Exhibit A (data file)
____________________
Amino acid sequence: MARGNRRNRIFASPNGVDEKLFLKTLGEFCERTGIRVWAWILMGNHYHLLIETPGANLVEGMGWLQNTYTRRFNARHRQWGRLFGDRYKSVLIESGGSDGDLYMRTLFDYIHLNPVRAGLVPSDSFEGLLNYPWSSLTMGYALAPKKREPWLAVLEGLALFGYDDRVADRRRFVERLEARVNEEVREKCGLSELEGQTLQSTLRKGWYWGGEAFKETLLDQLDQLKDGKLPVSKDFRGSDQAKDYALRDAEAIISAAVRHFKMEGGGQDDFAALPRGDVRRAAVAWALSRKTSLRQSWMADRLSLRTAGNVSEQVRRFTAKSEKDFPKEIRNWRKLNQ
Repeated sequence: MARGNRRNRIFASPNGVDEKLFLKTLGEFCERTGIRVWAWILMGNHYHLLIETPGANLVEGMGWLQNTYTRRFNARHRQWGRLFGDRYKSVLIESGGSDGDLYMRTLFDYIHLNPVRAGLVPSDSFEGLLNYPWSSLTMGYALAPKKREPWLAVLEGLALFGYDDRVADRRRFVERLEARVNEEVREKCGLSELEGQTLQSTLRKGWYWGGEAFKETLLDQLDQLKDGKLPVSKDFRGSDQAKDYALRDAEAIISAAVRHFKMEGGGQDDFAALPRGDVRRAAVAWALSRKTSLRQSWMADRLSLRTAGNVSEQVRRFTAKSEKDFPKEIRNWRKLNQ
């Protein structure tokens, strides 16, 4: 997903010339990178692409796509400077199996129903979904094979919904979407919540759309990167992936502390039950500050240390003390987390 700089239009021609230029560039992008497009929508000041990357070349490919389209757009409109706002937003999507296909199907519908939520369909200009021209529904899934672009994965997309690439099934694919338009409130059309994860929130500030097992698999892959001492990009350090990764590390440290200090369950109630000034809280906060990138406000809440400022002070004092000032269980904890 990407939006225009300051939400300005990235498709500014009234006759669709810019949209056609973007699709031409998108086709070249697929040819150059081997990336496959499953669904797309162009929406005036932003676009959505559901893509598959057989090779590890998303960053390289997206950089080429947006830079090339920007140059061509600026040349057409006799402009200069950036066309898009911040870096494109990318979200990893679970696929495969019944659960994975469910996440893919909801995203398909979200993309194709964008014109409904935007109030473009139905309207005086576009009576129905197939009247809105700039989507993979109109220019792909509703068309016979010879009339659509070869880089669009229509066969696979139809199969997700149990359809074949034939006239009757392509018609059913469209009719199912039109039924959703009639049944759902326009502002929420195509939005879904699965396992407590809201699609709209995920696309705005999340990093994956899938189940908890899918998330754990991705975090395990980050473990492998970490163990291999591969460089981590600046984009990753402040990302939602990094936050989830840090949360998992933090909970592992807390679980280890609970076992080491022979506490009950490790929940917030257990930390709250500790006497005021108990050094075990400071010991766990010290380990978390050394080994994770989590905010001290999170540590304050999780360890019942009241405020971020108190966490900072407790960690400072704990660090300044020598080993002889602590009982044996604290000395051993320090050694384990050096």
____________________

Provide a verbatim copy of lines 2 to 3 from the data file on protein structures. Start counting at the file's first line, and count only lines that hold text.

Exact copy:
Repeated sequence: MARGNRRNRIFASPNGVDEKLFLKTLGEFCERTGIRVWAWILMGNHYHLLIETPGANLVEGMGWLQNTYTRRFNARHRQWGRLFGDRYKSVLIESGGSDGDLYMRTLFDYIHLNPVRAGLVPSDSFEGLLNYPWSSLTMGYALAPKKREPWLAVLEGLALFGYDDRVADRRRFVERLEARVNEEVREKCGLSELEGQTLQSTLRKGWYWGGEAFKETLLDQLDQLKDGKLPVSKDFRGSDQAKDYALRDAEAIISAAVRHFKMEGGGQDDFAALPRGDVRRAAVAWALSRKTSLRQSWMADRLSLRTAGNVSEQVRRFTAKSEKDFPKEIRNWRKLNQ
């Protein structure tokens, strides 16, 4: 997903010339990178692409796509400077199996129903979904094979919904979407919540759309990167992936502390039950500050240390003390987390 700089239009021609230029560039992008497009929508000041990357070349490919389209757009409109706002937003999507296909199907519908939520369909200009021209529904899934672009994965997309690439099934694919338009409130059309994860929130500030097992698999892959001492990009350090990764590390440290200090369950109630000034809280906060990138406000809440400022002070004092000032269980904890 990407939006225009300051939400300005990235498709500014009234006759669709810019949209056609973007699709031409998108086709070249697929040819150059081997990336496959499953669904797309162009929406005036932003676009959505559901893509598959057989090779590890998303960053390289997206950089080429947006830079090339920007140059061509600026040349057409006799402009200069950036066309898009911040870096494109990318979200990893679970696929495969019944659960994975469910996440893919909801995203398909979200993309194709964008014109409904935007109030473009139905309207005086576009009576129905197939009247809105700039989507993979109109220019792909509703068309016979010879009339659509070869880089669009229509066969696979139809199969997700149990359809074949034939006239009757392509018609059913469209009719199912039109039924959703009639049944759902326009502002929420195509939005879904699965396992407590809201699609709209995920696309705005999340990093994956899938189940908890899918998330754990991705975090395990980050473990492998970490163990291999591969460089981590600046984009990753402040990302939602990094936050989830840090949360998992933090909970592992807390679980280890609970076992080491022979506490009950490790929940917030257990930390709250500790006497005021108990050094075990400071010991766990010290380990978390050394080994994770989590905010001290999170540590304050999780360890019942009241405020971020108190966490900072407790960690400072704990660090300044020598080993002889602590009982044996604290000395051993320090050694384990050096």